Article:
Today, we released the latest Poverty and Shared Prosperity Report, which shows that we have never been closer to realizing those goals. The percentage of the global population living in extreme poverty has dropped from 36 percent in 1990 to 10 percent in 2015, the lowest it has ever been in recorded history. During that time, more than 1 billion people lifted themselves out of poverty. About half of the world’s countries have reduced extreme poverty below 3 percent – the target we set for the world to reach by 2030. 

Accelerating progress towards human capital and financial inclusion

Jim Yong Kim's picture
Also available in: العربية | Français | Español | 中文
© World Bank
© World Bank

Last week, more than 11,000 delegates from the World Bank Group’s member countries –public and private sector attendees--gathered at our Annual Meetings in Indonesia this month to discuss how we can accelerate progress toward our twin goals: to end extreme poverty by 2030 and boost shared prosperity among the poorest 40 percent around the world.  

Disruptive technologies create opportunities for development but they also put those goals at risk. Our discussion this past week focused on the changing the nature of work – the topic of our World Development Report this year. While technology and automation are doing away with some jobs, innovation is also creating new occupations, and launching career fields that didn’t exist a few years ago. Those who are prepared for this future will have many opportunities to achieve their aspirations. Those who are not will be left behind. 

Technology fair brings innovation to the heart of the 2018 Annual Meetings

Donna Barne's picture
© World Bank Group
© World Bank Group

The World Bank Group, the International Monetary Fund, and the Government of Indonesia jointly organized the first-ever Innovation Showcase to highlight advancements in health, education, and fintech during the 2018 Annual Meetings in Indonesia.

The Showcase featured innovators from around the world to demonstrate the powerful role that technology can play in spurring development, strengthening financial development and inclusion, and improving health and education outcomes.

Planet of the Apps: Making small farms competitive

Julian Lampietti's picture
Also available in: Français
 
Photo: Shutterstock

Apps have revolutionized everything from getting to work, keeping in touch with faraway friends, and dating (though the jury’s still out on this one). Can apps be the salvation of the world’s farms that are under two hectares in size – a group that most people think is going the same way as humans in Planet of the Apes?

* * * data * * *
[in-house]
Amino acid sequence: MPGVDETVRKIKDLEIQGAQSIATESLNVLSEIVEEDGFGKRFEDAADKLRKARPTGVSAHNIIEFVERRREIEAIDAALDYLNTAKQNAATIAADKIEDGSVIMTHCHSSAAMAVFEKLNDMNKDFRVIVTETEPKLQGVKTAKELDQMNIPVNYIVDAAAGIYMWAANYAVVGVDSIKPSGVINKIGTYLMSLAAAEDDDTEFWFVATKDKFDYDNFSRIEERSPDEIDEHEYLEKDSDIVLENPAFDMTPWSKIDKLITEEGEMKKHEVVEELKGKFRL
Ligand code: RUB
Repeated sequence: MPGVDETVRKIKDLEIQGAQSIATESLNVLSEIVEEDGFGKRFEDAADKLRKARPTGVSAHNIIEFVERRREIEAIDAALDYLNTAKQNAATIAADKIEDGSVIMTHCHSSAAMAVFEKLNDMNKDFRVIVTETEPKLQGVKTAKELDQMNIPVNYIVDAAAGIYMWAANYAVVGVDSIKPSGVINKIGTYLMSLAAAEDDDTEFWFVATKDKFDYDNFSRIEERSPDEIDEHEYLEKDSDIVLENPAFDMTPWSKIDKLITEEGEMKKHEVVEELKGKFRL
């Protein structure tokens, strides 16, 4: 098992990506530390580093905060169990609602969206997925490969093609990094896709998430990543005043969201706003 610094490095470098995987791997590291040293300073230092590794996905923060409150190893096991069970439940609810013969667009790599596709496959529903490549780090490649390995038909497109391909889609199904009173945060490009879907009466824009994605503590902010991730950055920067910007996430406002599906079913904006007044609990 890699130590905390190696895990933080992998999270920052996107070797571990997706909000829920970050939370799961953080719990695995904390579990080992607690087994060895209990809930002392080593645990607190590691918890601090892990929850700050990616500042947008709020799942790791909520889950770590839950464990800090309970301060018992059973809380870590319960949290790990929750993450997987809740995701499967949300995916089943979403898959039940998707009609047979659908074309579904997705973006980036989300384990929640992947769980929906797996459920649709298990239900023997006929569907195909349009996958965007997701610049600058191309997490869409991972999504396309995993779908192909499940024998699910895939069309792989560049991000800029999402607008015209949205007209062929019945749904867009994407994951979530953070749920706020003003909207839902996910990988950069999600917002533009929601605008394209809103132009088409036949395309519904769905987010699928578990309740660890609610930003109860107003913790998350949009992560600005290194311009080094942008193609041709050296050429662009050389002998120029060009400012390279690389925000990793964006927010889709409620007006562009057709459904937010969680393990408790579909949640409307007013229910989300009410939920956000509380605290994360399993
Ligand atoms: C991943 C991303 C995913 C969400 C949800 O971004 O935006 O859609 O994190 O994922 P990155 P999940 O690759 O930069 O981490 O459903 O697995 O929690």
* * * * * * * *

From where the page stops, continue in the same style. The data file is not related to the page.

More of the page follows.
Economies of scale in agriculture (or any other sector) occur when the average cost per unit of production decreases as farm size increases and conventional wisdom suggests that farms need to get bigger to be competitive. And this is exactly what is happening in richer countries, though the trend is less clear in poorer countries.

Giving people control over their data can transform development

Nandan Nilekani's picture
Suguna, one of the many women who has benefited from Aadhaar– her digital identity. © Bernat Parera
Suguna, one of the many women who has benefited from Aadhaar– her digital identity. © Bernat Parera

In Para village of Rajasthan, India, Shanti Devi’s livelihood depends on wages earned through MNREGA (India’s rural employment guarantee program) and a pension for her and her disabled husband. Eight years ago, a postman would deliver this cash to any household member he found. Sometimes she did not receive the full amount because a relative would claim her money. Even when she did, women like Shanti Devi did not have a secure way to save it because she was unbanked. Opening a bank account needed an individual identification card which many women lacked.

Today, Shanti Devi’s life has changed because of Aadhaar – her digital identity. All of her cash benefits are transferred directly into her bank account, which she was able to open with her Aadhaar number and her fingerprint. She can make and receive digital payments, with any person or business, even without a smartphone. With her ID, she is now fully empowered to exercise her rights, access services and economic opportunities. Most of all, she is afforded the dignity to assert her identity.  

Disaster risk finance: Being better prepared

Ceyla Pazarbasioglu's picture
Also available in: Español | Français | العربية
Community meeting discussing the reconstruction of a village hit by a volcanic eruption, Yogyakarta, Indonesia. © Nugroho Nurdikiawan Sunjoyo/World Bank
Community meeting discussing the reconstruction of a village hit by a volcanic eruption, Yogyakarta, Indonesia. © Nugroho Nurdikiawan Sunjoyo/World Bank

Over the past two weeks, the world has been monitoring the tragic impact of the tsunami in Sulawesi--a powerful reminder of the risks many communities and countries need to be prepared for every day. The scale of this disaster is apparent and shows the need for: immediate relief for those affected, international coordination and a continued investment in disaster resilience to protect lives and livelihoods.
 
In the face of devastation, Indonesia mobilized quickly—demonstrating   the country’s experience dealing with disasters.  For many countries, however, the impact of disasters can be much more devastating.  An effective strategy to managing climate and disaster shocks calls for resilience, risk financing instruments and institutional capacity that empowers early response and gives teeth to recovery and reconstruction plans.